The interface screens defined with HTML, MXML™, and the like often include container objects or constructs, which are structural elements that hold additional visual objects that are rendered in the resulting interface screens. In other words, a container may be considered a visual organizational unit for automatically laying out the visual elements of a UI. Thus, while an end user usually will not see the actual container objects or constructs in the application, the containers are present, organizing and laying out the visual elements. In an MXML™-enabled ADE, example container constructs include an HBox, VBox, form, form item, panel, tile, grid, grid row or item, title window, control bar, HDividedBox, VDividedBox, application, and the like. In HTML, containers take the form of tables, divisions (DIVs), and the like. Each of these constructs define containers which, for example, position content horizontally (e.g., an HBox) and/or vertically (e.g., a VBox), or simply hold visual objects at some position within the visual page (e.g., table, DIV).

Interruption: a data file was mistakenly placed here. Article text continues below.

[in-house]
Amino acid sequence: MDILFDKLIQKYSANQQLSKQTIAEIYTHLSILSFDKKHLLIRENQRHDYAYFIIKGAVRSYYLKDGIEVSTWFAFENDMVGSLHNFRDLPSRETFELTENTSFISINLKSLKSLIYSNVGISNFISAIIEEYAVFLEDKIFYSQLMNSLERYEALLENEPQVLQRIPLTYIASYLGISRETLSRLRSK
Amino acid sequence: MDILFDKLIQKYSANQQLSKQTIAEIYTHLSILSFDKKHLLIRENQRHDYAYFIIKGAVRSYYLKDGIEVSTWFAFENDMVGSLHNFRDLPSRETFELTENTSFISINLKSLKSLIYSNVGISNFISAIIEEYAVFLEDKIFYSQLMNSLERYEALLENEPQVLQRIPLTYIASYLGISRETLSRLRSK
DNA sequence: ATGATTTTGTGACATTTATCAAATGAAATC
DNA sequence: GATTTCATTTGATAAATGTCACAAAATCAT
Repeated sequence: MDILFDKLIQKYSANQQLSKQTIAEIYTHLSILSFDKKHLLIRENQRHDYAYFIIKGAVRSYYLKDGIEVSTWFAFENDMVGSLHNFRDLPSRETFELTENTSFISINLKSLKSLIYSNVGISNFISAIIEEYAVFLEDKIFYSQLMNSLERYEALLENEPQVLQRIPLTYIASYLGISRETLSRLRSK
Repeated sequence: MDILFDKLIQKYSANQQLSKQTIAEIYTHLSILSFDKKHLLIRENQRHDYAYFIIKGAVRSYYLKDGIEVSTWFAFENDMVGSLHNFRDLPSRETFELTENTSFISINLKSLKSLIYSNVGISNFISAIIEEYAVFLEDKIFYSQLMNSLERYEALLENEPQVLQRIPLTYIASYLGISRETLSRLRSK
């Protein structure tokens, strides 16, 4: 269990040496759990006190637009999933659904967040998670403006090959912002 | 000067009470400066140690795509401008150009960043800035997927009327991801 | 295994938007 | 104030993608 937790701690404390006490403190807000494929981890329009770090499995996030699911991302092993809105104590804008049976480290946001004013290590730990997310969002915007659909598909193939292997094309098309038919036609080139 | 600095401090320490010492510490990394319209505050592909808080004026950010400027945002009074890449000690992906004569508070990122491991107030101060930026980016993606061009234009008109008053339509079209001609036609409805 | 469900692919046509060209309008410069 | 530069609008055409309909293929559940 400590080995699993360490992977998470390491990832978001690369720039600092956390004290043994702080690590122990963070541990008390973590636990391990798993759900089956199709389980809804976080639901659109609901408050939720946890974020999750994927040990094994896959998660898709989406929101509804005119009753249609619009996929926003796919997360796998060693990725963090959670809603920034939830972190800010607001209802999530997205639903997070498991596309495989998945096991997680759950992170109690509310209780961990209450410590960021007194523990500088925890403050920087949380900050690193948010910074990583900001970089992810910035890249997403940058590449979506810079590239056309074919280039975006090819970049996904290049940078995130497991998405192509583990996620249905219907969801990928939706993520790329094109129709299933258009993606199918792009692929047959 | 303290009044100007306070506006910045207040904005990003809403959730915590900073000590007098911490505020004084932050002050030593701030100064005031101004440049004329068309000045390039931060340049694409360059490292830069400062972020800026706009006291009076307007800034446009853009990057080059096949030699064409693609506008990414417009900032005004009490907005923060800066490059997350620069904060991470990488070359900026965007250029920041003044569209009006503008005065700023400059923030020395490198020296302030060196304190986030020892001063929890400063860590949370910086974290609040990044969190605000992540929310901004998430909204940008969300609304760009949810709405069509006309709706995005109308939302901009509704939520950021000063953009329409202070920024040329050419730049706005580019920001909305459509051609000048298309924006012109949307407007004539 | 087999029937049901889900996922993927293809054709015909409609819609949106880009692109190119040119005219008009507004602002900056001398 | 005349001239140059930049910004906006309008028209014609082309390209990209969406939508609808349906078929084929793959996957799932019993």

The complex designs of modern web pages and graphics-driven applications often use various nested containers and stacked containers within the UI, in order to create the desired visual experience. However, nesting multiple containers in a UI may cause problems for developers during creation or modification of the UI. For example, a UI under development may have a horizontal box to lay objects out horizontally and one or more vertical boxes, nested within the horizontal box to lay objects out vertically. The problem arises when the various nested containers share edges with each other. For example, the left edge of a VBox that is inside an HBox could be the same as the left edge of the HBox containing that VBox. If the developer desires to insert another VBox between the current left-most VBox and the containing HBox, the shared edge will make it extremely difficult, if not impossible, to access to the virtual space between the existing boxes. To the developer, there would not appear to be any space into which he or she may drag and drop another desired object. Therefore, in order for the developer to place or move an object, he or she would typically move one of the overlapped boxes to physically create a space into which the other object may be placed. This extra step is seriously inconvenient to a developer.